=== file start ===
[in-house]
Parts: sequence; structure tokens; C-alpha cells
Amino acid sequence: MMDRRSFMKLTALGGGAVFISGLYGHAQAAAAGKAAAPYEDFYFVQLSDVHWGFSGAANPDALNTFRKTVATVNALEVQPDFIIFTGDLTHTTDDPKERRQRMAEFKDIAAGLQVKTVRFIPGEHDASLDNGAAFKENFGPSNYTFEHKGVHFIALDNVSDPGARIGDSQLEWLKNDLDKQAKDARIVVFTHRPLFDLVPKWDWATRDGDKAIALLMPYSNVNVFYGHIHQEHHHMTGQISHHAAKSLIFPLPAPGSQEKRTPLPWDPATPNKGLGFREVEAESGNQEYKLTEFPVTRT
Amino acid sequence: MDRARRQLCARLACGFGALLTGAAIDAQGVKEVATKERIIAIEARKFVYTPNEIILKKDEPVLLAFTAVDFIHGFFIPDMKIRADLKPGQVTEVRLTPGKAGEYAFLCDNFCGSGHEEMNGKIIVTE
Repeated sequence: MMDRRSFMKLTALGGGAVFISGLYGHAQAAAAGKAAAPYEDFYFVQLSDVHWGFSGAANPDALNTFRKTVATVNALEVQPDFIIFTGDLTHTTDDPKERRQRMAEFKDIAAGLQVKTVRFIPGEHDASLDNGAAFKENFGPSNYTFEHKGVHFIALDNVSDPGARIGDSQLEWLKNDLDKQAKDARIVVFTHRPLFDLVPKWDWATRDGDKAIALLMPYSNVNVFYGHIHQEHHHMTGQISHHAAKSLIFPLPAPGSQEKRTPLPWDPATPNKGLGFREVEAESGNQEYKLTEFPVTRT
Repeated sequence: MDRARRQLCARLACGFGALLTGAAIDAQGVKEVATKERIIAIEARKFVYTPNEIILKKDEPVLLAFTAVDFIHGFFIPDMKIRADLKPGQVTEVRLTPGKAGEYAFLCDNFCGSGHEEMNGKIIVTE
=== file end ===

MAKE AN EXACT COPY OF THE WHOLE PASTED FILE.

[in-house]
Parts: sequence; structure tokens; C-alpha cells
Amino acid sequence: MMDRRSFMKLTALGGGAVFISGLYGHAQAAAAGKAAAPYEDFYFVQLSDVHWGFSGAANPDALNTFRKTVATVNALEVQPDFIIFTGDLTHTTDDPKERRQRMAEFKDIAAGLQVKTVRFIPGEHDASLDNGAAFKENFGPSNYTFEHKGVHFIALDNVSDPGARIGDSQLEWLKNDLDKQAKDARIVVFTHRPLFDLVPKWDWATRDGDKAIALLMPYSNVNVFYGHIHQEHHHMTGQISHHAAKSLIFPLPAPGSQEKRTPLPWDPATPNKGLGFREVEAESGNQEYKLTEFPVTRT
Amino acid sequence: MDRARRQLCARLACGFGALLTGAAIDAQGVKEVATKERIIAIEARKFVYTPNEIILKKDEPVLLAFTAVDFIHGFFIPDMKIRADLKPGQVTEVRLTPGKAGEYAFLCDNFCGSGHEEMNGKIIVTE
Repeated sequence: MMDRRSFMKLTALGGGAVFISGLYGHAQAAAAGKAAAPYEDFYFVQLSDVHWGFSGAANPDALNTFRKTVATVNALEVQPDFIIFTGDLTHTTDDPKERRQRMAEFKDIAAGLQVKTVRFIPGEHDASLDNGAAFKENFGPSNYTFEHKGVHFIALDNVSDPGARIGDSQLEWLKNDLDKQAKDARIVVFTHRPLFDLVPKWDWATRDGDKAIALLMPYSNVNVFYGHIHQEHHHMTGQISHHAAKSLIFPLPAPGSQEKRTPLPWDPATPNKGLGFREVEAESGNQEYKLTEFPVTRT
Repeated sequence: MDRARRQLCARLACGFGALLTGAAIDAQGVKEVATKERIIAIEARKFVYTPNEIILKKDEPVLLAFTAVDFIHGFFIPDMKIRADLKPGQVTEVRLTPGKAGEYAFLCDNFCGSGHEEMNGKIIVTE